Read Order: ROHAN DHUNGAT AND ORS V. STATE OF GOA AND Ors 

Mansimran Kaur

Goa, August 5, 2022: The Goa Bench of the Bombay High Court has held that no relief of premature release was due to the petitioners-convicts because the petitioners, as on the date of consideration of their cases by the Sentence Review Board, had not completed 14 years of actual imprisonment, which is the mandatory minimum in terms of Section 433-A of the Criminal Procedure Code.

The Division Bench of Justice M.S. Sonak and Justice R.N. Laddha dismissed the petition preferred by the petitioners and upon due consideration of provisions in Section 433-A of the Criminal Procedure Code and the Goa Prisons Rules, 2006, inferred  that the period of remission and the period spent on parole cannot be counted for determining the 14 years of actual imprisonment.

The petitioners, the convicts sentenced to life imprisonment, were questioning the State Government’s order dated May 10, 2021 wherein their premature release was declined.  

The Court placed reliance on the judgment of the Apex Court in the case of Laxman Naskar vs Union of India & Ors wherein the Top Court held that the authorities who are called upon to consider the issue of premature release of a convict must consider the  factors such as whether the offense affects the society at large, the probability of the crime being repeated,  the potential of the convict to commit a crime in the future,  if any fruitful purpose is being served by keeping the convict in prison and the socio-economic conditions of the convict’s family. 

The Bench was of the considered view that neither the Sentence Review Board nor the Presiding Officer of the convicting Court considered the above aspects cumulatively. Only some of these factors appear to have been evaluated by the Sentence Review Board and the Presiding Officer of the Convicting Court but not all such relevant aspects, the Court noted.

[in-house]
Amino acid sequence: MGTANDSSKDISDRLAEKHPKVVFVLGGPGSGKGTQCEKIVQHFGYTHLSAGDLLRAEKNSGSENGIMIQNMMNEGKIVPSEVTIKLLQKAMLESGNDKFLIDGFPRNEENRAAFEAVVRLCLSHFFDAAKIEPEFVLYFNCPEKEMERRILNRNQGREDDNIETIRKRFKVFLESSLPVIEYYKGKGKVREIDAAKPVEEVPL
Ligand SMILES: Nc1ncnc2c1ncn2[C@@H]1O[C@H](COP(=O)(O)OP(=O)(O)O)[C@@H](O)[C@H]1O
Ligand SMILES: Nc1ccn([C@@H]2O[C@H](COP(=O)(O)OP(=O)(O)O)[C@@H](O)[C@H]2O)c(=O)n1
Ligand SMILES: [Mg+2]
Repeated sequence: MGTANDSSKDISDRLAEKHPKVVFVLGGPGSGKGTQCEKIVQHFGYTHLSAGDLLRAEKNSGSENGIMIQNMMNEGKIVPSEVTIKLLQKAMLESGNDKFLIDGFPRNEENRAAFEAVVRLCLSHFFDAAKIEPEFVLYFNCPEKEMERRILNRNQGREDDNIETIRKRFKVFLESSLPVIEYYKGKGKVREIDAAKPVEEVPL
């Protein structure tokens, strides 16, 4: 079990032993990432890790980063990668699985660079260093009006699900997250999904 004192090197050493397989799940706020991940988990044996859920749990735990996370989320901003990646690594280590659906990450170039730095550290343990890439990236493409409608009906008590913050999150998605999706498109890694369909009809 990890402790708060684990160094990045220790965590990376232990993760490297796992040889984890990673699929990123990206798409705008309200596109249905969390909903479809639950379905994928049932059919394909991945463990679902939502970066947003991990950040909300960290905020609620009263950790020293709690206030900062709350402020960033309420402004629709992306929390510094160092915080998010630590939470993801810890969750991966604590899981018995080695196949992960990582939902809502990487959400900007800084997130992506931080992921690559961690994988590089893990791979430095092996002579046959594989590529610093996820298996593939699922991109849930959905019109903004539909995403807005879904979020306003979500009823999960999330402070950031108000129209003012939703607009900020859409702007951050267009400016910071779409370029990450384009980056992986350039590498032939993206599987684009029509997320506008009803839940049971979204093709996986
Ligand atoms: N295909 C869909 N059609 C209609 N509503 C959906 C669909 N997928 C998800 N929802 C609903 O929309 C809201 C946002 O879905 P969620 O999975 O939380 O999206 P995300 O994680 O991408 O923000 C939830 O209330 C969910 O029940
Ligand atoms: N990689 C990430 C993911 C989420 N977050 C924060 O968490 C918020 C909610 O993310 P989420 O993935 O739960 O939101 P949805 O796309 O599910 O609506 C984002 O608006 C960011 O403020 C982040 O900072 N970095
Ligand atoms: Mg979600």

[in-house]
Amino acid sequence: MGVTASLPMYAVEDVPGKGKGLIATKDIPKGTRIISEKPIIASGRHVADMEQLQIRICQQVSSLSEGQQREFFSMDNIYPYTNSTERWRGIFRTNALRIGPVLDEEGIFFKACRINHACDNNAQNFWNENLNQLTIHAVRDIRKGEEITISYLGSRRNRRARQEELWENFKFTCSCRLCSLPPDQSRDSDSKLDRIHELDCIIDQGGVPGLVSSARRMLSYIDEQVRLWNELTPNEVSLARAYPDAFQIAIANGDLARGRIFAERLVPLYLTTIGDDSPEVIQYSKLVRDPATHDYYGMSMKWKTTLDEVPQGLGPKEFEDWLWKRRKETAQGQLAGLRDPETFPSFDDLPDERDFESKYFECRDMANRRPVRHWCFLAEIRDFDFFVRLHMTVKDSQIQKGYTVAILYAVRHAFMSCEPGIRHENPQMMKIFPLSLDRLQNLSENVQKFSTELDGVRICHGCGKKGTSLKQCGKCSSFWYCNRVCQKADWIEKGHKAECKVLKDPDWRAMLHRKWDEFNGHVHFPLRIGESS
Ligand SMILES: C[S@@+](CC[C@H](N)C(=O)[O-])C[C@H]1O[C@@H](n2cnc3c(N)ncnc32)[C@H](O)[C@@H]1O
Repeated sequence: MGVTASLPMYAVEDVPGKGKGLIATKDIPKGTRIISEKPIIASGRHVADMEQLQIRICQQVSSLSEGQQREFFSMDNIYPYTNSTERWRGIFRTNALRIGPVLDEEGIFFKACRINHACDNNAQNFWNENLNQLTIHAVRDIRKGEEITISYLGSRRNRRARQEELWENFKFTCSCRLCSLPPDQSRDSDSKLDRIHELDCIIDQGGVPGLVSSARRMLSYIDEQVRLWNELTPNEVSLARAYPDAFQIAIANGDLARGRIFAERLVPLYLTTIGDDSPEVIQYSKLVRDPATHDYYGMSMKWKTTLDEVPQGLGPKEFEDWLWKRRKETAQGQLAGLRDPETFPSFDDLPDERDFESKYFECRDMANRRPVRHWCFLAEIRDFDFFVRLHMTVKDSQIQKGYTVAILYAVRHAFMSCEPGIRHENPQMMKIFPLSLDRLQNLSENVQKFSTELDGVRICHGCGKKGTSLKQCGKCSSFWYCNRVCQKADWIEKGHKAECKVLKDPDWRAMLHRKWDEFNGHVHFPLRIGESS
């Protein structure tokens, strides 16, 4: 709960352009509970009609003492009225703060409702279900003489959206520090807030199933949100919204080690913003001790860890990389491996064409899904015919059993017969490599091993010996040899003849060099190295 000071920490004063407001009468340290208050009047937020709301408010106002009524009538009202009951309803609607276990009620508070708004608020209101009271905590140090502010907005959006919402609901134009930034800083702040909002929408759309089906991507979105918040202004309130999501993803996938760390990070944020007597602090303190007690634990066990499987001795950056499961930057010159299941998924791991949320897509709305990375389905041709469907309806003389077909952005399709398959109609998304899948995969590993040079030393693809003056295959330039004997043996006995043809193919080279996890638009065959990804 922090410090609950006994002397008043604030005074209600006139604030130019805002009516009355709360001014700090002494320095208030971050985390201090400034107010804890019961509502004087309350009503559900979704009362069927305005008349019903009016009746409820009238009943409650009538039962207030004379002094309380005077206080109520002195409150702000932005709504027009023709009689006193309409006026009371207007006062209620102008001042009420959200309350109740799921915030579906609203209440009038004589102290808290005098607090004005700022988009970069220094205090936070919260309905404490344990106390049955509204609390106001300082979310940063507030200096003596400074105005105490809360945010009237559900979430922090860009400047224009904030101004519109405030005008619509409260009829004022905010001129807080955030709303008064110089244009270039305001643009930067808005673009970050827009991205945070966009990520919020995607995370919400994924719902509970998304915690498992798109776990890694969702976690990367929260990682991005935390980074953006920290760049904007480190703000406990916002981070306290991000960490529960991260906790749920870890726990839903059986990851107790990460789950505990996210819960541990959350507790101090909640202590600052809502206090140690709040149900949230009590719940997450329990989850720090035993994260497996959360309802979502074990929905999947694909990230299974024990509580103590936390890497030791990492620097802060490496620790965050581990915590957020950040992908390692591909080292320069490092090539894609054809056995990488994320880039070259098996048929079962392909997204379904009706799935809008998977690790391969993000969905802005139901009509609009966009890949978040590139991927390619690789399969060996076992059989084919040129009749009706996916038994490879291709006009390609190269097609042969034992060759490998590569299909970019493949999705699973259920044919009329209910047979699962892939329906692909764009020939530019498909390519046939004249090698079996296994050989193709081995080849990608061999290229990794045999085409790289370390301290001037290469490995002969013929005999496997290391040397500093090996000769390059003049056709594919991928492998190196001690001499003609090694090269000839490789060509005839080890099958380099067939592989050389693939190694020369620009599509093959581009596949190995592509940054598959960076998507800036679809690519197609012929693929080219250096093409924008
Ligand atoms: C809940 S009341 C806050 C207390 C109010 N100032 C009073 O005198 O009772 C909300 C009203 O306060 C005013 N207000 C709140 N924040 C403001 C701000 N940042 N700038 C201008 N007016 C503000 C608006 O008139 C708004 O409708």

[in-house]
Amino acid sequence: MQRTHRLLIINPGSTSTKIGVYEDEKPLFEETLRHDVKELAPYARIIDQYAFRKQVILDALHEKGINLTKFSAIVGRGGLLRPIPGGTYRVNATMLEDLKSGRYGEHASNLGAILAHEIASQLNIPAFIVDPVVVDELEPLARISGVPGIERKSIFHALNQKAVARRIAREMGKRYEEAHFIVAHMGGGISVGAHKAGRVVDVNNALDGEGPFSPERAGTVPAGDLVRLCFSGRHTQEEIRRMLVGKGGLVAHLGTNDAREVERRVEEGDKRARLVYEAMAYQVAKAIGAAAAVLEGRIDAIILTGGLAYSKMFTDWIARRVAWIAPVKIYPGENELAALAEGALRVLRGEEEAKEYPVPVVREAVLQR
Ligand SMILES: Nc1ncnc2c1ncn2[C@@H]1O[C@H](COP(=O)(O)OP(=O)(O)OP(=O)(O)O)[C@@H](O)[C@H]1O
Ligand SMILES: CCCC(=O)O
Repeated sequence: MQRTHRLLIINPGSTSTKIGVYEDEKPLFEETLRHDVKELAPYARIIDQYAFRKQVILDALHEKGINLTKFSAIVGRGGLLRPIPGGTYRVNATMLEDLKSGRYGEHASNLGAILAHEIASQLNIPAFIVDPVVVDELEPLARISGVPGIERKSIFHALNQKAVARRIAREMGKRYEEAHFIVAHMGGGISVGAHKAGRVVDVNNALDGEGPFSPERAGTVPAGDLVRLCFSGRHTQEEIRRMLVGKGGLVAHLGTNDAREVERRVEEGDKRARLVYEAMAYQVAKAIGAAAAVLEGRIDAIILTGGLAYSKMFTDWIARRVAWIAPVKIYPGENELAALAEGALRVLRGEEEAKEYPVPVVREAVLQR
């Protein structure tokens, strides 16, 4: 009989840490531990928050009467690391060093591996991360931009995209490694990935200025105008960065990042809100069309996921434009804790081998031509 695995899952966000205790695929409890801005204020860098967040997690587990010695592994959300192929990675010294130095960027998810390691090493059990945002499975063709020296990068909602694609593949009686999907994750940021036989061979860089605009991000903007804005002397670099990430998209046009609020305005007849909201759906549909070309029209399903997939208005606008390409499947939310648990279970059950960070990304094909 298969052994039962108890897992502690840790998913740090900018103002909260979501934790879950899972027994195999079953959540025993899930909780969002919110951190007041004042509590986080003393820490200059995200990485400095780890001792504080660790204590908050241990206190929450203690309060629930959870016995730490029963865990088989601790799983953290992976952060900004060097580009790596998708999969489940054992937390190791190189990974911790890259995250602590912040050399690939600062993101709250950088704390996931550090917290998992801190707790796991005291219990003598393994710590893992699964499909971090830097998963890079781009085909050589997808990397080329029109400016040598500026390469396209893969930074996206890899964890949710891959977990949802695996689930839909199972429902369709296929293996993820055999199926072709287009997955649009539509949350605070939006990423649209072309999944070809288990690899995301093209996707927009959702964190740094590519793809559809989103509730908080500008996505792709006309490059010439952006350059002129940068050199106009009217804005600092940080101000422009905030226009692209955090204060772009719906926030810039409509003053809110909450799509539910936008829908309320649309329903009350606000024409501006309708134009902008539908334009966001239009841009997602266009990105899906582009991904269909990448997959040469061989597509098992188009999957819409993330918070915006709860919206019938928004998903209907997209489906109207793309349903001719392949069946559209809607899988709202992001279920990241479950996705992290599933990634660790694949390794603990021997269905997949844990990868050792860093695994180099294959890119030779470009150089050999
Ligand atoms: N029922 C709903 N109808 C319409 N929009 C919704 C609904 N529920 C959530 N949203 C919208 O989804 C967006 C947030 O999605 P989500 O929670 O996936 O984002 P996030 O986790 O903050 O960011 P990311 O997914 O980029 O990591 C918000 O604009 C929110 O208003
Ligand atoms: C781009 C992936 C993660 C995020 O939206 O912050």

The Court opined that in the present case it did not appear that the  State Government went by the law laid down by the Court’s Full Bench that the opinion of the Presiding Officer of the convicting Court was absolutely binding on it. Based upon the same, the State Government failed to apply its independent mind to the issue of premature release or otherwise of the petitioners. The Court it found it difficult to approve the recommendations made by the Sentence Review Board recommending the premature release of the petitioners. 

It was further noted by the Court that the crucial aspect in the matter at hand was whether the periods spent on parole and remission can be counted towards the actual imprisonment undergone by the four Petitioners. If it is held that such periods are liable to be counted, then perhaps the four petitioners can be said to have served at least 14 years of imprisonment. However, if these periods are to be excluded, then the petitioners are yet to serve at least 14 years of imprisonment, the Court stated. 

In respect of the same, the Court noted, “…upon due consideration of provisions in Section 433-A of the Criminal Procedure Code and the Goa Prisons Rules, 2006, it is inferred  that the period of remission and the period spent on parole cannot be counted for determining the 14 years of actual imprisonment.”

Thus, in the present  case,  if the period of remission and the periods spent by the petitioners on parole were  excluded from consideration, then there was no dispute whatsoever that the petitioners had not completed 14 years of actual imprisonment on the date when the Sentence Review Board recommended their premature release and the same is a is the mandatory minimum in terms of Section 433-A of the Criminal Procedure Code, the Court observed.  Reliance was also placed on the cases namely, State of Haryana and others Vs Raj Kumar alias Bittu and  State of Haryana Vs Nauratta Singh and others, 

 In light of the observations stated above, the petitions were dismissed. 

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